In a world... where there aren't enough realistic leading roles for women, a criminally under-utilized actress will take matters into her own hands, writing, directing, and starring in a movie that features her many talents. While she may make the sort of mistakes you'd expect from any first-time filmmaker, the result will leave you with a warm feeling and a desire for more.
You get the idea. Lake Bell is the woman in question, an actress who hasn't managed to make the A-list despite being funny, talented, and very good-looking. (Ok, maybe we don't need to feel too bad for her, but still.) I didn't really know what Bell could do until I caught a few episodes of Adult Swim's Children's Hospital. Here, Bell plays Carol Solomon, a voice-actor and vocal coach who longs to follow in her father's footsteps and make it in the highly-competitive (and pretty much exclusively male) world of narrating movie trailers. Her father (Fred Melamed) a near-legendary voice-over artist nearing the end of his career, does not support his daughter's dream and goes so far as to groom a male heir to his throne, Gustav Warner (Ken Marino).
Carol rises up the ranks of the insular voice-over world with the help of Louis (Demetri Martin), a sound-man with a puppy-dog crush on her, and a rag-tag group of technicians including characters played by Nick Offerman and Tig Notaro. Carol is also forced to deal with a crisis in her sister's marriage and nasty rumors about how she's managed to rise in the ranks of her profession.
For such a short movie (93 minutes) there is a lot going on, and frankly there is a bit of a slapdash, scattershot feel to In a World. Carol's struggles in the voice-over world happen mostly off-screen, only referenced by allusion, while we get a lot about Michaela Watkins's Dani and Rob Corddry's Moe. Watkins and Corddry are both impressive in the parts, but when combined with the barely sketched-out love story between Carol and Louis there's just too much in too short a time frame. A lot of In a World's stars are obviously Bell's real-life friends, and it must be tempting when you're making your first comedy to try and get as many recognizable and funny people in it as you can, but sometimes it really is true that less is more. Offerman and Notaro are particularly wasting their time here. Notaro has one funny line and Offerman is basically just part of the scenery. That's a shame, but perhaps cutting them altogether would have tightened up the focus and allowed more room for the interesting, offbeat story to be told.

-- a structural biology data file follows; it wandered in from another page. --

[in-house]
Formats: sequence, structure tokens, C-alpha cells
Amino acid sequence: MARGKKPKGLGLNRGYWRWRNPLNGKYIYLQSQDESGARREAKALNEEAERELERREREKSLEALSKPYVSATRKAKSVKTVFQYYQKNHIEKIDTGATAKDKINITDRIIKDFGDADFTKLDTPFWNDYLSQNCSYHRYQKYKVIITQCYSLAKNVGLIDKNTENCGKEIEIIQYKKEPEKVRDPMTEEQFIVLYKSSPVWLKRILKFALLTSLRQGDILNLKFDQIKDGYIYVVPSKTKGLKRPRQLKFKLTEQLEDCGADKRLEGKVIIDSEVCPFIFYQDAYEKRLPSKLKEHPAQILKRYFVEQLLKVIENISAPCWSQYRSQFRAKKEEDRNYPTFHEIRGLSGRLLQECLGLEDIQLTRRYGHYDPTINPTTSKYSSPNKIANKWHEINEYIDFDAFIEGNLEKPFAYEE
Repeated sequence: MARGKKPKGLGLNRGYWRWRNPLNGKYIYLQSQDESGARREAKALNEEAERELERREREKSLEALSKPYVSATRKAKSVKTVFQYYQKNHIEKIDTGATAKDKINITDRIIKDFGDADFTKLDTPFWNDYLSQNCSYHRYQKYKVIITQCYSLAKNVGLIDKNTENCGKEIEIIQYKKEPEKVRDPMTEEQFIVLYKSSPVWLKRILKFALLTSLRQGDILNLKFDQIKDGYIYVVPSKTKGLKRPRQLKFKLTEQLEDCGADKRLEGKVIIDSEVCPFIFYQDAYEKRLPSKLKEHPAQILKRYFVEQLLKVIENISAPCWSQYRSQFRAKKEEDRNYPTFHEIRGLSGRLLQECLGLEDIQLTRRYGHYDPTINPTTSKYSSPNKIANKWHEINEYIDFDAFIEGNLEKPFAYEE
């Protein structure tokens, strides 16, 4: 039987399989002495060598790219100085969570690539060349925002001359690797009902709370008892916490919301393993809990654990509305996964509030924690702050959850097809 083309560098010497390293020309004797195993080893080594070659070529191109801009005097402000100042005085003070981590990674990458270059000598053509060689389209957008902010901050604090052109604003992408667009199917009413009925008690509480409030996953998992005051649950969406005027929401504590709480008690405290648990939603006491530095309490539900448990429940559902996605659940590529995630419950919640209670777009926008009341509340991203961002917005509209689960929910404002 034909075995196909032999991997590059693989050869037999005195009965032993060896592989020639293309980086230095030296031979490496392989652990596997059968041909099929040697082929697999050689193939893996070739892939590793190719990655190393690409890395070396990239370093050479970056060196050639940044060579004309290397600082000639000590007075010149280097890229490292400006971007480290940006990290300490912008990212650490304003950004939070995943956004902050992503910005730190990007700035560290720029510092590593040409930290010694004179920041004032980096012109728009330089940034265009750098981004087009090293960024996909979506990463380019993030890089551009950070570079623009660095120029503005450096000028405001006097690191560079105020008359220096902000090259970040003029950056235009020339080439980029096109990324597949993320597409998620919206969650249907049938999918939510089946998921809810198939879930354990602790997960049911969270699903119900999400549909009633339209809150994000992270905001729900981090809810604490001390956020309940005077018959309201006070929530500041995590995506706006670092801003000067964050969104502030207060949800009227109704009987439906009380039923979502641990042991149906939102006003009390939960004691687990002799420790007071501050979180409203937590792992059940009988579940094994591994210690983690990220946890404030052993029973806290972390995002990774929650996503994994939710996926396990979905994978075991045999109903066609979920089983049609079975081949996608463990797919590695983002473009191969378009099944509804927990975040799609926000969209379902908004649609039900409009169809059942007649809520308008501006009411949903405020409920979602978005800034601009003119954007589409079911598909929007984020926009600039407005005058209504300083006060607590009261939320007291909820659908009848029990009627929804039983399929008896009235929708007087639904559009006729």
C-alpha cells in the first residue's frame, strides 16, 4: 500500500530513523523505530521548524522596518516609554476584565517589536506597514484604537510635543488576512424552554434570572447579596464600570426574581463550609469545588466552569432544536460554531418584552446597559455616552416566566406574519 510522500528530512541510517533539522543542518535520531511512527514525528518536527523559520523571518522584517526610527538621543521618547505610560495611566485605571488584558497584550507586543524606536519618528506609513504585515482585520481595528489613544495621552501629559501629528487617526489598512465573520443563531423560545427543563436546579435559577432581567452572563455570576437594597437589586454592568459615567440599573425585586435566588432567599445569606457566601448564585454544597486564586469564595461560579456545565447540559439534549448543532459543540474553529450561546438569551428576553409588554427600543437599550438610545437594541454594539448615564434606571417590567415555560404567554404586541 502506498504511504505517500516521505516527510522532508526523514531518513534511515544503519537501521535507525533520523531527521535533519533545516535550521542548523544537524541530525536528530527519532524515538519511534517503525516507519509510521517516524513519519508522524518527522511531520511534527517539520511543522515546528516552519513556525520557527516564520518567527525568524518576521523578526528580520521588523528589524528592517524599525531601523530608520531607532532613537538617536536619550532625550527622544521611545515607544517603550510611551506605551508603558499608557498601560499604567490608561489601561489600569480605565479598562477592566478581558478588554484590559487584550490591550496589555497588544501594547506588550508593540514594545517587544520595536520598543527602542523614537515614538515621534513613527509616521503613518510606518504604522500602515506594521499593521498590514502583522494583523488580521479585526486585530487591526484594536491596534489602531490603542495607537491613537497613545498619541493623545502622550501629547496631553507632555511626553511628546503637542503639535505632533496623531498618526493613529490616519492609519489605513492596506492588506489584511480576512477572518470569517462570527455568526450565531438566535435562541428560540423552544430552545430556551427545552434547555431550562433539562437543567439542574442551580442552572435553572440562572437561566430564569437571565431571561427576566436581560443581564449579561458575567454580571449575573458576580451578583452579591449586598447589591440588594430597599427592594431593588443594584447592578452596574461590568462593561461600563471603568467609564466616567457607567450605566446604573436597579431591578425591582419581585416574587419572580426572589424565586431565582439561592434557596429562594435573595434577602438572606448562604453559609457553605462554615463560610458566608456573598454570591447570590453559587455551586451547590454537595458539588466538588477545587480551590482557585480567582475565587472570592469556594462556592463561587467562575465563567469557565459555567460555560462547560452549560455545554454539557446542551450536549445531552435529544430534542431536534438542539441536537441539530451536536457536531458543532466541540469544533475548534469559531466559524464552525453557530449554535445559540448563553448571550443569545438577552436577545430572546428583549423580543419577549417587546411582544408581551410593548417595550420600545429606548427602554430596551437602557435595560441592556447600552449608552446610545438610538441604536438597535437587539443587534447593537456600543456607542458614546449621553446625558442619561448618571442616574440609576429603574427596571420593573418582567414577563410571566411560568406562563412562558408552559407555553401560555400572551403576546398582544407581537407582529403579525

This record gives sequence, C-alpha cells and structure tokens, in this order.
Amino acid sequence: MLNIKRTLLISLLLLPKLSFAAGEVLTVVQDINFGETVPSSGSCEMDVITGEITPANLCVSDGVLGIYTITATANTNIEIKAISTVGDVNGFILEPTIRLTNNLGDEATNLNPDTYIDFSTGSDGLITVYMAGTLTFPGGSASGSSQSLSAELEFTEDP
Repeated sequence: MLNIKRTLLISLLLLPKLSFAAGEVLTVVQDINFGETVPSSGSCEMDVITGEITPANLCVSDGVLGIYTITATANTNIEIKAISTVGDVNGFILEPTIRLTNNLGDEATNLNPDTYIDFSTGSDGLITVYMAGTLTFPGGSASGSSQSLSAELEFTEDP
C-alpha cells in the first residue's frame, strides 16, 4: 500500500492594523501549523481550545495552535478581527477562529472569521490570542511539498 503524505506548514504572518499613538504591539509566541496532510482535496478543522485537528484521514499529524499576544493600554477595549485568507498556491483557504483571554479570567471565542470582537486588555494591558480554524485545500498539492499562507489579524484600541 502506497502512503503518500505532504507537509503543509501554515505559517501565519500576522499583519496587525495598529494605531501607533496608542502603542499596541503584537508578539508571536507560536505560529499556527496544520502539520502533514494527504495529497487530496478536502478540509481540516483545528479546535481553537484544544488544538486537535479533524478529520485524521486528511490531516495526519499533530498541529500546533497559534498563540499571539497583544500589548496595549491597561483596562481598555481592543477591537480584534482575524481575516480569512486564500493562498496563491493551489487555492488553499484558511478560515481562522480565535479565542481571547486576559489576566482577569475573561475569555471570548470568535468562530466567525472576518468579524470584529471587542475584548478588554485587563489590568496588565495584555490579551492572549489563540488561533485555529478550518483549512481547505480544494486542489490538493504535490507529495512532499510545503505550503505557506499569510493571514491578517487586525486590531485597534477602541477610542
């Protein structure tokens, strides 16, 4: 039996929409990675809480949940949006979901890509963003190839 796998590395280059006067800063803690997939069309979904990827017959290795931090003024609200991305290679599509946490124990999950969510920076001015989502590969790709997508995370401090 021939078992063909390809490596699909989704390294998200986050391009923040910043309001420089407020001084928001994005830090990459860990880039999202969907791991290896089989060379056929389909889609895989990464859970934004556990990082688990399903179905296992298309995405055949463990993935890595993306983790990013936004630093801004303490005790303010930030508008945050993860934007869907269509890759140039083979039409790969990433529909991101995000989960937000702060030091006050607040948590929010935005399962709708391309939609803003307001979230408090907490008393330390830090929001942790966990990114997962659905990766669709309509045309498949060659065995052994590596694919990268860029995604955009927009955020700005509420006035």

All in all, In a World feels a little under-cooked. A lot of the jokes feel like placeholders that got left in because better jokes weren't written in time. (The epic movie our main characters vie to narrate is a Hunger Games take-off named The Amazon Games. Seriously.) Bell is an appealing presence and an especially gifted physical comedian, but her screenwriting needs to improve if she wants to keep writing movies for herself. Hopefully she'll be more confident with her next one, and trust the audience a little more. (There's a scene with a tape recorder that is very clumsily shot because Bell is clearly afraid the audience won't notice the tape recorder's presence.)
Still, In a World is a very admirable effort. The central idea is a good one, and it was fun seeing Bell explore a community that's never been seen on-camera before. I'll be looking forward to her next effort.